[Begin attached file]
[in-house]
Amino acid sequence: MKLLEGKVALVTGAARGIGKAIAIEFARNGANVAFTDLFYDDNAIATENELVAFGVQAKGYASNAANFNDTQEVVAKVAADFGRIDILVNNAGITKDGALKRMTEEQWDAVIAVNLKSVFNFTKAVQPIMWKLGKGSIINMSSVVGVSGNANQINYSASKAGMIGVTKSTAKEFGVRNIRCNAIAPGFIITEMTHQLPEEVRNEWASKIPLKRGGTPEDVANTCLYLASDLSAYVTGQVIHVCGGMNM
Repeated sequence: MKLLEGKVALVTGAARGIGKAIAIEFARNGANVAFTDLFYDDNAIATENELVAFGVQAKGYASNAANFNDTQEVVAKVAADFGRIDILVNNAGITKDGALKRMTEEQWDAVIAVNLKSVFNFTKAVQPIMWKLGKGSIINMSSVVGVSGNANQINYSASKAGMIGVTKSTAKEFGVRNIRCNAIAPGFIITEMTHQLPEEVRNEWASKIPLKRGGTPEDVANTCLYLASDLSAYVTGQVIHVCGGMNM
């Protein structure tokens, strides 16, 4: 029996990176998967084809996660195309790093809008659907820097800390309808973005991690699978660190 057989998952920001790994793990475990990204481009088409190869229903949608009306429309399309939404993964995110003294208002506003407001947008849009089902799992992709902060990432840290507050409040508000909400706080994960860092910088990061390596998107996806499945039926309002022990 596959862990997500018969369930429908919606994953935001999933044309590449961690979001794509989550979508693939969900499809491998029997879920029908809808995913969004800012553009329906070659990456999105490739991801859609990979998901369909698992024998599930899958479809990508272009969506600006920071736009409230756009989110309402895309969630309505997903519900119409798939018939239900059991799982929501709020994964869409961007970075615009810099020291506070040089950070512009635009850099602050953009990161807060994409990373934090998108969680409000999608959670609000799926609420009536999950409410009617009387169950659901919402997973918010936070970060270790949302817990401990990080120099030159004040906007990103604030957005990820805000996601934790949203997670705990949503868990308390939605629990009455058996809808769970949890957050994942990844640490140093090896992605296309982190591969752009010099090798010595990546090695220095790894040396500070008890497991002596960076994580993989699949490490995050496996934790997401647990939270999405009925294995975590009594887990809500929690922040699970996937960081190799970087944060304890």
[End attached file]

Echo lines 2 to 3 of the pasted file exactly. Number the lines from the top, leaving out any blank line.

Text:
Amino acid sequence: MKLLEGKVALVTGAARGIGKAIAIEFARNGANVAFTDLFYDDNAIATENELVAFGVQAKGYASNAANFNDTQEVVAKVAADFGRIDILVNNAGITKDGALKRMTEEQWDAVIAVNLKSVFNFTKAVQPIMWKLGKGSIINMSSVVGVSGNANQINYSASKAGMIGVTKSTAKEFGVRNIRCNAIAPGFIITEMTHQLPEEVRNEWASKIPLKRGGTPEDVANTCLYLASDLSAYVTGQVIHVCGGMNM
Repeated sequence: MKLLEGKVALVTGAARGIGKAIAIEFARNGANVAFTDLFYDDNAIATENELVAFGVQAKGYASNAANFNDTQEVVAKVAADFGRIDILVNNAGITKDGALKRMTEEQWDAVIAVNLKSVFNFTKAVQPIMWKLGKGSIINMSSVVGVSGNANQINYSASKAGMIGVTKSTAKEFGVRNIRCNAIAPGFIITEMTHQLPEEVRNEWASKIPLKRGGTPEDVANTCLYLASDLSAYVTGQVIHVCGGMNM